Understanding Power of Attorney (PoA)

Understanding Power of Attorney (PoA)

Before making the decision to grant power of attorney (PoA), it is important to understand what it means. A PoA is a legal document in which you grant a trusted individual the authority to take care of your legal and financial matters if and when you are unable to take care of them. Paying bills, managing investments or selling your home are examples of decisions that may be made for you by this individual, also referred to as the attorney.    

There are several types of Powers of Attorney - this article is meant to give you a general understanding only. Before assigning PoA, it is of utmost importance that you understand the specifics of the Power of Attorney Act as they apply in the province where you live.

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Types of Powers of Attorney

Specific - A Specific PoA applies to a particular duty and when that duty or task is completed the Specific PoA ends. A bank PoA for example, will cover your bank accounts, and may even apply specifically to the branch where your accounts are held. A bank PoA does not cover matters such as real estate decisions, investments and debts.

General - A General PoA allows your attorney to make a broad scope of decisions including financial and property decisions on your behalf. An example of when you might use a General PoA would be if you are out of the country for an extended period and entrust an attorney to manage your affairs while you are away.

Continuing - A General PoA is sometimes known as a Continuing Power of Attorney or CPoA. A CPoA allows you to designate an individual to make the predetermined decisions for you in the event that you are unable to make them for yourself.  For example, in a CPoA for property, your attorney will make decisions regarding property for you.

Non-continuing - A non-continuing PoA may include a specific task but cannot be used if you become mentally unable to make them on your own.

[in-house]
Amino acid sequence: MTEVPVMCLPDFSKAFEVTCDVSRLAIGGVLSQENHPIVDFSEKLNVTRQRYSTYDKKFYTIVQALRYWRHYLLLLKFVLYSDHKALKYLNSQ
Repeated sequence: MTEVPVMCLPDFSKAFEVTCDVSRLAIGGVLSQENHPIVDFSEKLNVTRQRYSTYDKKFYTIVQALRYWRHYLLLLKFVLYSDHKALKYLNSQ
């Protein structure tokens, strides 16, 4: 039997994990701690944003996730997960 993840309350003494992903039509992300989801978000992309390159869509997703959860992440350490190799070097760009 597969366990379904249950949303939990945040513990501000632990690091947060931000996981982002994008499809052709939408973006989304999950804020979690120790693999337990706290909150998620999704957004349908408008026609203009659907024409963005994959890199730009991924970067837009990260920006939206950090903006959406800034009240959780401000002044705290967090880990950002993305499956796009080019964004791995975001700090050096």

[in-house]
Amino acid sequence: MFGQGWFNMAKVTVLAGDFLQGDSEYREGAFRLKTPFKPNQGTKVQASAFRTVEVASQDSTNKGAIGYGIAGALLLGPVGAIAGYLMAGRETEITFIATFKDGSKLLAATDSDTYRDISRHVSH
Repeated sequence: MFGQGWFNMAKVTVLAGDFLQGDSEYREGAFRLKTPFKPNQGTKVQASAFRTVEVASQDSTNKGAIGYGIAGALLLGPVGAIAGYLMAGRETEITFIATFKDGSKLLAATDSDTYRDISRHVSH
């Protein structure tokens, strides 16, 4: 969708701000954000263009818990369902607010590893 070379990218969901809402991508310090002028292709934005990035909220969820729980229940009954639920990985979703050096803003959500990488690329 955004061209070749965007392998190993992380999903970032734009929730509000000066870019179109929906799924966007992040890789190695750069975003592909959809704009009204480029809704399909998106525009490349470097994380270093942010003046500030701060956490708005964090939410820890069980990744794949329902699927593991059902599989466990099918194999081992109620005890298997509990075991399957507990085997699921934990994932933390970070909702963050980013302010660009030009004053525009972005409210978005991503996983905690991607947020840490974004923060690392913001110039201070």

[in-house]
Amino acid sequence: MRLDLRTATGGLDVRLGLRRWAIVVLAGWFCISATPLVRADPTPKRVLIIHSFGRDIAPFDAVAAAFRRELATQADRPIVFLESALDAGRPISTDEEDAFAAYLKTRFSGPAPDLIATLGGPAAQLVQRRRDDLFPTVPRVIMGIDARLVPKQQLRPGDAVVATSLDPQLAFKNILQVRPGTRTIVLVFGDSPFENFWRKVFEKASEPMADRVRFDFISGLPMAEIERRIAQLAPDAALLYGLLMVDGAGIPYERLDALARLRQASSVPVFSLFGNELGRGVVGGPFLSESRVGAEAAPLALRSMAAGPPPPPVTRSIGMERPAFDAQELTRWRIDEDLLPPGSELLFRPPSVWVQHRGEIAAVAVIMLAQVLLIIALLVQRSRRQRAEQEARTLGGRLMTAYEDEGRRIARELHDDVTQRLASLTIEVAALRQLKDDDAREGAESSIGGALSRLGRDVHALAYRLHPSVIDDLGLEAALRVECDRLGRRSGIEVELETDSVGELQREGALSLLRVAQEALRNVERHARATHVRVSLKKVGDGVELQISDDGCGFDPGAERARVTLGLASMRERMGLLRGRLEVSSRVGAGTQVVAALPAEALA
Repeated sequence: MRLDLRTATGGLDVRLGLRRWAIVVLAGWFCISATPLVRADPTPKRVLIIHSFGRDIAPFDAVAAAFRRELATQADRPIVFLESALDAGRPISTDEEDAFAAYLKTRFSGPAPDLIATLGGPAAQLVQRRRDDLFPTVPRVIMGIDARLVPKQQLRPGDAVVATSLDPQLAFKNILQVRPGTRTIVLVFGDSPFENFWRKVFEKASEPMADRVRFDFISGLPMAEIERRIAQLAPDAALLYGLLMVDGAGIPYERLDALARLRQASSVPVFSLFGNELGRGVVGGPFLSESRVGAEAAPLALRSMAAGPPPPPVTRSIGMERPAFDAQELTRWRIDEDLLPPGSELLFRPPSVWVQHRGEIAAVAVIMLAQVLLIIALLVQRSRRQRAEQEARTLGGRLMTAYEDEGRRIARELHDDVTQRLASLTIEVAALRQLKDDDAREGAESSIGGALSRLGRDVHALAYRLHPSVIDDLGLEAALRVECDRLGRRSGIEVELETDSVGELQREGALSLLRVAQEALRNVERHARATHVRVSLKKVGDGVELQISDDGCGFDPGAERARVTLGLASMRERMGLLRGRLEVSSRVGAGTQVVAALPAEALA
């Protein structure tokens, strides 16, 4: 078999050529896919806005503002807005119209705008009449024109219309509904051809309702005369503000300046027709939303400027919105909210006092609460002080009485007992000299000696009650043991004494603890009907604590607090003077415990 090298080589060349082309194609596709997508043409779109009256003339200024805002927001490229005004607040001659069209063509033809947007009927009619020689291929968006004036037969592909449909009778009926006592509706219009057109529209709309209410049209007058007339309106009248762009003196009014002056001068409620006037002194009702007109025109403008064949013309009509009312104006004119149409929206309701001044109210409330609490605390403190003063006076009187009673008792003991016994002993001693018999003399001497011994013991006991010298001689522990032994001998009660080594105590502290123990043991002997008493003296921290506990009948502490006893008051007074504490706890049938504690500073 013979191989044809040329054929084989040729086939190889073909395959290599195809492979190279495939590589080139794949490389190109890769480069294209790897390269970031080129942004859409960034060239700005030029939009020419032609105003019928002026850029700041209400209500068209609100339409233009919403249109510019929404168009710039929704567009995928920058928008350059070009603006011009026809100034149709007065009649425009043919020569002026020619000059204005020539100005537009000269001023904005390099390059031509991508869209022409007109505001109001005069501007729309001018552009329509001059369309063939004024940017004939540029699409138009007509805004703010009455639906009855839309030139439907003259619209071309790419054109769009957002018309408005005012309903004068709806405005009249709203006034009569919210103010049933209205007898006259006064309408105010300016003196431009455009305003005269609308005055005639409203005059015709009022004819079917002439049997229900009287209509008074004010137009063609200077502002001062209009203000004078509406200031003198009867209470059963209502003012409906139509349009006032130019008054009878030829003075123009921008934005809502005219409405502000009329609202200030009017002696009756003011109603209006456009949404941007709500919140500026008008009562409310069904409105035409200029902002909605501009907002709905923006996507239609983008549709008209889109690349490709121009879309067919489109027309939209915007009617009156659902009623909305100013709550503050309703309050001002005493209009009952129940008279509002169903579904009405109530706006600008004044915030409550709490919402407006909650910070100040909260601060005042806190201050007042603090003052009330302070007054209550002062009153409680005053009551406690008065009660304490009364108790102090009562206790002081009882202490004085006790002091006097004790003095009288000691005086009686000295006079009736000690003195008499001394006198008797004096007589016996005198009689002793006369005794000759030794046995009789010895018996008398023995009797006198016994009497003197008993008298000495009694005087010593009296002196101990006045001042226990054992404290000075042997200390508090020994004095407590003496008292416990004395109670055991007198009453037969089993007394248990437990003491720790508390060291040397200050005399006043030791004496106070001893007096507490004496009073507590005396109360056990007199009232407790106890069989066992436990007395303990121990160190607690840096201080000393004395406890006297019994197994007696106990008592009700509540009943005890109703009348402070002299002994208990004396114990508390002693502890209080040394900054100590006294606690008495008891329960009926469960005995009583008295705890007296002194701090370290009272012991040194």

Enduring - An Enduring PoA covers decisions regarding legal and financial matters that must be made on your behalf, until the time of your death. A General Enduring PoA grants an individual the power to make a broad scope of decisions if you become unable to make them, until your death.   

Medical - A Medical PoA may also be referred to as PoA for Personal Care. This document grants a trusted individual to make health care or medical decisions for you in the event that you are unable to make them. If you grant medical power of attorney and financial power of attorney to two different individuals, it’s important that they are aware of each other, as they may need to work together. An example would be if your medical PoA decides to enter you into nursing home care, your financial PoA would need to provide financial information and assist with legal documents regarding this care.  

A Personal Directive (also referred to as Living Will, Health Care Directive, or Advance Directive) is a document in which you provide instruction regarding treatment options and resolve difficult issues in advance with your family and/or friends while you are capable of making them.

Sometimes the phrase ‘proxy directive’ is used to describe a document that combines PoA and the Personal Directive.

It’s important to note that a Personal Directive is not the same thing as a PoA. In the PoA you name an individual but it is not required to name one in a Personal Directive. You should include your wishes from your Personal Directive, in your PoA so that your attorney is aware of them.     

Talk with your lawyer to be sure that you understand and cover the broad scope of powers that may be entrusted. Take time to decide on an accountable and trustworthy representative to speak and act for you; and remember, most powers of attorney will only become effective if and when it is not possible for you to communicate your wishes for yourself.


Written by Alice Lucette
Image by SalFalko of Flickr

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